17. Everyone in Meereen besides the seven characters we give a damn about
I’m hoping the S6 premiere has a scene of Daario and Jorah out tracking Daenerys when suddenly Tyrion, Varys, Missandei and Greyworm suddenly show up with the other two dragons.  “What are you all doing here?”  “Yeah, we decided Meereen wasn’t worth the effort, so we just left it to ruin.  Let’s head for Westeros, team!”

16. The Mountain
I almost feel like “Gregor Clegane” and “The Mountain” are two different characters.  Clegane is an awful human being; The Mountain is a physical powerhouse so impressive that you can’t help but be impressed by him.  In theory, Zombie Mountain may essentially mark the end of Clegane the man, if all that’s left is just a dead-eyed, order-taking killing machine.

15. The Entire Brotherhood Without Banners
I dunno if the show is going to forget about these guys entirely or what, though you’d figure characters who can resurrect the dead are a bit of a Chekhov’s Gun in a story like this.  But anyway, they seemed like jerks.

14. Balon Greyjoy
Theon’s brute of a father.  The fact that this guy has barely appeared on the show and hasn’t shown up in two whole seasons yet STILL ranks at #14 is a sign of just how unlikable he is.  Also, remember when Melisandre leeched Gendry and used his, um, various bodily fluids to put blood curses on Robb Stark, Joffrey and Balon?  Why did Balon get off scot-free?  Does the curse only kick in if the victim gets married?

13. Jamie Lannister
Here’s the thing about pushing a kid out of a tower window — not even four+ seasons of attempted character rehabilitation can make up for it.  The Kingslayer is still long overdue for some comeuppance, maybe in the form of his other hand.

12. Ellaria & The Sand Snakes
First of all, this is a great name for a rock band.  Secondly, I don’t really have anything against the characters per se except they commit two cardinal sins of TV — their storyline went nowhere and the acting is terrible.  While my book-reading friends are loath to spoil anything for me, I get the sense that the overall lameness of the Sand Snakes (and the Dorne folk in general) is one of the big letdowns of the entire series.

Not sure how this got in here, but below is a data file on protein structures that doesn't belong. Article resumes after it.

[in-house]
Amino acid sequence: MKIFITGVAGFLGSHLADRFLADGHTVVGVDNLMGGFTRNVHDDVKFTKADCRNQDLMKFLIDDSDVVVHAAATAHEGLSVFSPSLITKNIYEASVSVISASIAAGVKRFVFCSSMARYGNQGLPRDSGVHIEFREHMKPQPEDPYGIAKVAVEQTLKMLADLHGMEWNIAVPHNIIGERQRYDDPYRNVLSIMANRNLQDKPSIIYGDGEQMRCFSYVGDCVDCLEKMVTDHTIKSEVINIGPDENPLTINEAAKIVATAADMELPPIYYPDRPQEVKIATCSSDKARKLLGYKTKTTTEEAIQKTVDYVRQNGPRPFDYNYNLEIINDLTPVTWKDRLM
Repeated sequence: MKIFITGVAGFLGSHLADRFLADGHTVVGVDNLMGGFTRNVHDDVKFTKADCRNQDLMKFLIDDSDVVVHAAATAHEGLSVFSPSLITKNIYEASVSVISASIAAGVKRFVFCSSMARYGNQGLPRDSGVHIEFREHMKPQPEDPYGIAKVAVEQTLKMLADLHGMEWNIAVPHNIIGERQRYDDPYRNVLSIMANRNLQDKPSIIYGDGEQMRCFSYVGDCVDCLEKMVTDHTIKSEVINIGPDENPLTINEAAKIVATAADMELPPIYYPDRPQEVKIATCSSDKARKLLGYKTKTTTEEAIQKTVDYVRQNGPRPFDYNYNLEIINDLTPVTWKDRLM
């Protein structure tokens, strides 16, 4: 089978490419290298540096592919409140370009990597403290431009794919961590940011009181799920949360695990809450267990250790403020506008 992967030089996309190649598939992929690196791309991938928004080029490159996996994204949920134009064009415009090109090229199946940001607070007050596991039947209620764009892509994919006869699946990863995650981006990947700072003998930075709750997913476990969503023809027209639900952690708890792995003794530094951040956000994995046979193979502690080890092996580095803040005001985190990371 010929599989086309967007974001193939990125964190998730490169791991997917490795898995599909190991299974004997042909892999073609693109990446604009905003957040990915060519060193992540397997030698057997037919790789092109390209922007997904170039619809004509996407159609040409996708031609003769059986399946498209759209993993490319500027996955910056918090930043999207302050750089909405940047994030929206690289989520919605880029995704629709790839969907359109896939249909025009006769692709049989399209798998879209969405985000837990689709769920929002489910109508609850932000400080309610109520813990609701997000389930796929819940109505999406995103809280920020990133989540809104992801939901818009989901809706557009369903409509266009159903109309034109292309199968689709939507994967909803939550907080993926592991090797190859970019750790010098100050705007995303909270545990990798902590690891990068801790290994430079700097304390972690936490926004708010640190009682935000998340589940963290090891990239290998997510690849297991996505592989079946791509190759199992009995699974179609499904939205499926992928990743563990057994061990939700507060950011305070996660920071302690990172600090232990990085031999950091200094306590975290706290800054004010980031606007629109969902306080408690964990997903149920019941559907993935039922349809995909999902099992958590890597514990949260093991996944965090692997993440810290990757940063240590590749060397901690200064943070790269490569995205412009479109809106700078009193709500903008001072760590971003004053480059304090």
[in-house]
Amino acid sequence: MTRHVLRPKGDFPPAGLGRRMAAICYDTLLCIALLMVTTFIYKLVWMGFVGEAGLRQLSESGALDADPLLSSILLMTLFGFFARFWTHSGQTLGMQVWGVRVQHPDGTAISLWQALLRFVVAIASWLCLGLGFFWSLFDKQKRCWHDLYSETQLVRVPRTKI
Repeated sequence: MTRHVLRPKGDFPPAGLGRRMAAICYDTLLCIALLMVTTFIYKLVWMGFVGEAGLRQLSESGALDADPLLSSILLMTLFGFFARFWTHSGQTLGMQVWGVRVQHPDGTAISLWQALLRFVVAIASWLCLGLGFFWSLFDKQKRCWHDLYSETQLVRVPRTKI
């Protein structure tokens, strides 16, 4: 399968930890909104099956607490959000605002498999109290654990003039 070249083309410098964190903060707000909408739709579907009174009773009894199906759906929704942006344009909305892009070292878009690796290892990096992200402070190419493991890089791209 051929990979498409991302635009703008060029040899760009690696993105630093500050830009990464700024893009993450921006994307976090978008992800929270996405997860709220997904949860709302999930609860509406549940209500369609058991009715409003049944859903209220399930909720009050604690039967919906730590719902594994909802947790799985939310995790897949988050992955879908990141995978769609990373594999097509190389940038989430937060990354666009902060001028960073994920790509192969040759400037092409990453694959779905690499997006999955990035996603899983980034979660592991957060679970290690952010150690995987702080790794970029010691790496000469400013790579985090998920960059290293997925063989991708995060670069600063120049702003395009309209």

11. Cersei Lannister
Prior to yesterday, she would’ve been at least a half-dozen slots higher on this list, yet it’s hard to say she didn’t eat a giant slice of humble pie in the season finale.  That walk of shame was so degrading that it almost made me feel sorry for Cersei….except oh wait, she totally brought it on herself by arming the Faith Militant and she’s been responsible for about a thousand awful things in the story.

10. The One Nun Who Kept Saying “Confess” And “Shame” At Cersei
Kudos to this actress for bringing to life such a horrible character in literally two words of dialogue.  When Zombie Mountain starts running amok in the Faith Militant’s church, she is going to be the first one on his list.

9. The High Sparrow
Jonathan Pryce must truly be an excellent actor, since he is setting a record for the maximum amount of smugness that can be packed into a character while still having it be a good performance. 

8. Lancel Lannister
Honestly, being named ‘Lancel Lannister’ gets him on the list straight away.  I don’t know if Jamie will be happy at not being the only Kingslayer in the family or if he’ll be annoyed that the nickname didn’t pass onto his cousin. 

7. Walder Frey
Here’s the thing about Walder Frey, who is clearly a rotter and deserves to die.  If you look past the whole “killed a bunch of beloved characters” and “broke the sacred rule of hospitality in a horrific massacre,” the Red Wedding was actually kind of a brilliant tactical move.  He and the Boltons have been laughing all the way to the bank on that one…so far.  Also, I find it hard to truly hate actor David Bradley.

6. Theon “Reek” Greyjoy